## Introduction

The transport sector contributes to approximately a 25% of total global CO2 emissions. Note that >95% of transport energy originates from liquid hydrocarbon fuels1, primarily used to power combustion engines. There is a pressing requirement to lower transport-sector greenhouse gas and criteria pollutant emissions by developing more efficient powertrain technology and low carbon fuel formulations.

Engines’ environmental performance can be improved significantly by optimizing the fuel ignition quality and its sooting propensity. Engine knock, governed by fuel autoignition resistance, limits a spark-ignited engine’s ability to operate at its highest efficiency point. The research octane number (RON) and motor octane number (MON) are experimentally measured in cooperative fuel research engines at operating conditions according to ASTM standards2,3 and commonly used to assess fuel’s knocking behavior. Sooting propensity of a fuel is related to an engine’s particulate matter emissions. A high sooting fuel typically impacts engine efficiency through higher particulate filter backpressure4 and more frequent filter regenerations5 to achieve emission regulations. Various metrics have been proposed to characterize the chemical propensity of the fuel to form soot, including smoke point, threshold sooting index6, oxygen extended sooting index7, fuel equivalent sooting index8, etc. An alternative approach, the Yield Sooting Index (YSI)9, offers an advantage of more precise measurements for aromatics and is based on measurement of a maximum soot volume fraction. The formulation of fuels characterized by high knock resistance and low-sooting propensity could aid the transition to cleaner engines and fuels.

The traditional approach to fuel design is empirical and tedious, comprising (i) determining a potential blendstock, (ii) characterizing combustion-related properties of a candidate using experiments and simulations, and (iii) extensive research on understanding the effect of candidate's molecular structure on properties of the base fuel10. The challenges associated with this empirical approach reinforce the requirement for data-driven discovery of materials in multiple application areas, including clean energy, aerospace industry, and drug discovery11. Inverse fuel design is intrinsically distinct from the conventional approach. Rather than exhaustive parameter characterization from structures, the properties are selected beforehand, and new fuel candidates are obtained that match the requirements. In the inverse mode, the main driver for innovation is reverting mapping from structural information to properties.

The inverse fuel design problem is typically described as a constrained optimization task in which a mixture is formulated from a set of pure components in a chemical space to match the target properties. The corresponding workflow comprises two main parts: (1) accurate and rapid evaluation of chemical properties and (2) a robust and scalable search method to navigate in the chemical space and identify potential candidate mixtures. This two-step design process’s integrity can be ensured provided the tool offers a continuous and differentiable chemical space representation for various species; thus, it would allow direct optimization of properties using gradient-based methods. Here, machine learning (ML) algorithms, such as deep learning (DL)-based models, have a substantial advantage over other methods for inverse fuel design12.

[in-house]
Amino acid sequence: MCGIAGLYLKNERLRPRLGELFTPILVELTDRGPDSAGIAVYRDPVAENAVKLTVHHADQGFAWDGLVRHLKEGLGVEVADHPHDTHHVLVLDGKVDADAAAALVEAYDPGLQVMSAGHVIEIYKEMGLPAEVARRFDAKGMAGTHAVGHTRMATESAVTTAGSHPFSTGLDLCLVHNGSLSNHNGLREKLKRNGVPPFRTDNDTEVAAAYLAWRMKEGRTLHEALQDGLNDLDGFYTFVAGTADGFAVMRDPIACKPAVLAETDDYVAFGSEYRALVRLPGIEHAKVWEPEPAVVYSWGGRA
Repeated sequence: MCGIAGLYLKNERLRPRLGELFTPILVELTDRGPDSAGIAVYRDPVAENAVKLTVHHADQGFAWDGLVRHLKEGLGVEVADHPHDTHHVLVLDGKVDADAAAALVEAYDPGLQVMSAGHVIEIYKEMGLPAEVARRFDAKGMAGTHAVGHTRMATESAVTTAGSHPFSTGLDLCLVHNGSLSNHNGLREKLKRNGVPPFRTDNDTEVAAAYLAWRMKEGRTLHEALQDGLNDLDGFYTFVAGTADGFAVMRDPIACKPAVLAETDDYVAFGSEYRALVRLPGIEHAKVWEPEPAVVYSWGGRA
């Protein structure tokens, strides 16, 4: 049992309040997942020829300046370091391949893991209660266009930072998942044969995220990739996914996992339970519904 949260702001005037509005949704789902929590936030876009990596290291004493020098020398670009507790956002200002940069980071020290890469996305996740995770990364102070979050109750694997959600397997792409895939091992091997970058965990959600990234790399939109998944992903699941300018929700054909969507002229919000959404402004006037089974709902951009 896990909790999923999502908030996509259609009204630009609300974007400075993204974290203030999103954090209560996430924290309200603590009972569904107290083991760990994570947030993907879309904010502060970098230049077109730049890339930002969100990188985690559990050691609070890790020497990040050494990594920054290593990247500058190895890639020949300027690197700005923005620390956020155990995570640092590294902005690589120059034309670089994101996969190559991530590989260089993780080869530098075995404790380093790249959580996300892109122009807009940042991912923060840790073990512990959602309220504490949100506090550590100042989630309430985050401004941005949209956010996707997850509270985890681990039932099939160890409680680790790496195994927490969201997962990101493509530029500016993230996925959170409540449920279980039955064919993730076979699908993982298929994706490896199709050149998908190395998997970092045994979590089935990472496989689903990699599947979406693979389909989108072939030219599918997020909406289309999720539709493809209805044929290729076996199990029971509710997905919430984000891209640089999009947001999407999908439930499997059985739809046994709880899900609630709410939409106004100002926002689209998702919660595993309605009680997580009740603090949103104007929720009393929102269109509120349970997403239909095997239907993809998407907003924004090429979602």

DL has been successfully applied to cheminformatics and material science for tasks such as computing molecular properties, accurately predicting their interaction, and de novo generation of new molecules13,14. In the context of inverse design, generative models have been reported as promising tool for de novo molecule design using simplified molecular-input line-entry system (SMILES) representation and recurrent neural networks (RNN)12, a deep neural network architecture allowing modeling in the time domain. Several studies have been reported using ML to screen multiple combustion-related properties simultaneously on a molecular level15,16. The domain of applicability of these models covers a wide variety of hydrocarbon fuels, but they cannot be extended beyond pure molecules to encompass complex fuel mixtures. Screening mixtures instead of pure species is necessary to enable the discovery of novel combinations that improve fuel performance.

Because practical liquid fuels involve hundreds of species, the prediction of mixtures properties remains one of the key bottlenecks for the inverse fuel design. Algebraic mixing rules were proposed for iso-octane, n-heptane and toluene mixtures17, however, such approach is inapplicable to estimate properties of complex blends, e.g., containing oxygenates18,19,20,21,22,23,24,25. Alternatively, previously developed techniques for mixture screening mostly feature feed-forward networks with configurations unsuitable for the inverse design mode26,27,28,29. Note that details on the analysis of recent advancements in DL relevant to inverse fuel design are provided in the Supplementary Note 1.